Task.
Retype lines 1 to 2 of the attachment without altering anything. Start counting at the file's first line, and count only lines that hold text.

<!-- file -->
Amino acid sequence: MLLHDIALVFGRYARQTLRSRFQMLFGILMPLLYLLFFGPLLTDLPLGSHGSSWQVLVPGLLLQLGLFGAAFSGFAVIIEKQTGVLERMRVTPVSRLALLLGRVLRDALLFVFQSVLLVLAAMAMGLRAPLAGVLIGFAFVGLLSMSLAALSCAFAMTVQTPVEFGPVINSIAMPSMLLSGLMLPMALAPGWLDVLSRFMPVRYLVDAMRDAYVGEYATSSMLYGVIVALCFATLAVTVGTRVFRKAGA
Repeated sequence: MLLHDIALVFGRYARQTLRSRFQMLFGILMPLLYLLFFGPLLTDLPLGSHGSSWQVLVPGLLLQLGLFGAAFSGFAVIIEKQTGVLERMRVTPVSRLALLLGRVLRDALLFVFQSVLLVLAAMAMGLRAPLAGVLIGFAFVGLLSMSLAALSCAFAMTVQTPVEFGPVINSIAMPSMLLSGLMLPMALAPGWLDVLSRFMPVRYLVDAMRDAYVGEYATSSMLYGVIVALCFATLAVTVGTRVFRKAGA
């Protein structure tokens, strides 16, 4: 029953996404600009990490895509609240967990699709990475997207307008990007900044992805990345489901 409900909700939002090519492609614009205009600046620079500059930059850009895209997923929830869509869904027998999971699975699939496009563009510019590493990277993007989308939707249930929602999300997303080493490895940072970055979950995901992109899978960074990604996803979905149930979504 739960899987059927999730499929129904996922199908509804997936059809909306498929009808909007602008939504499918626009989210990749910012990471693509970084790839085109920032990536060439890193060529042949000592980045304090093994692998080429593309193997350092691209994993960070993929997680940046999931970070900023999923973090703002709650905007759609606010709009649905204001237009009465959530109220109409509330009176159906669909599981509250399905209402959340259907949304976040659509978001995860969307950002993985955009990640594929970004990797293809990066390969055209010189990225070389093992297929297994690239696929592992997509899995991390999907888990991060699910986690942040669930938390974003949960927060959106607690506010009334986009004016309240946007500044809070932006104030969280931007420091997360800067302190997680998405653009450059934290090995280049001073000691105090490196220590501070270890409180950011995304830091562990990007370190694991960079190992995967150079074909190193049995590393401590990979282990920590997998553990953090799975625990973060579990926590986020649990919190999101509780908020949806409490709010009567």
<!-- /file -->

Amino acid sequence: MLLHDIALVFGRYARQTLRSRFQMLFGILMPLLYLLFFGPLLTDLPLGSHGSSWQVLVPGLLLQLGLFGAAFSGFAVIIEKQTGVLERMRVTPVSRLALLLGRVLRDALLFVFQSVLLVLAAMAMGLRAPLAGVLIGFAFVGLLSMSLAALSCAFAMTVQTPVEFGPVINSIAMPSMLLSGLMLPMALAPGWLDVLSRFMPVRYLVDAMRDAYVGEYATSSMLYGVIVALCFATLAVTVGTRVFRKAGA
Repeated sequence: MLLHDIALVFGRYARQTLRSRFQMLFGILMPLLYLLFFGPLLTDLPLGSHGSSWQVLVPGLLLQLGLFGAAFSGFAVIIEKQTGVLERMRVTPVSRLALLLGRVLRDALLFVFQSVLLVLAAMAMGLRAPLAGVLIGFAFVGLLSMSLAALSCAFAMTVQTPVEFGPVINSIAMPSMLLSGLMLPMALAPGWLDVLSRFMPVRYLVDAMRDAYVGEYATSSMLYGVIVALCFATLAVTVGTRVFRKAGA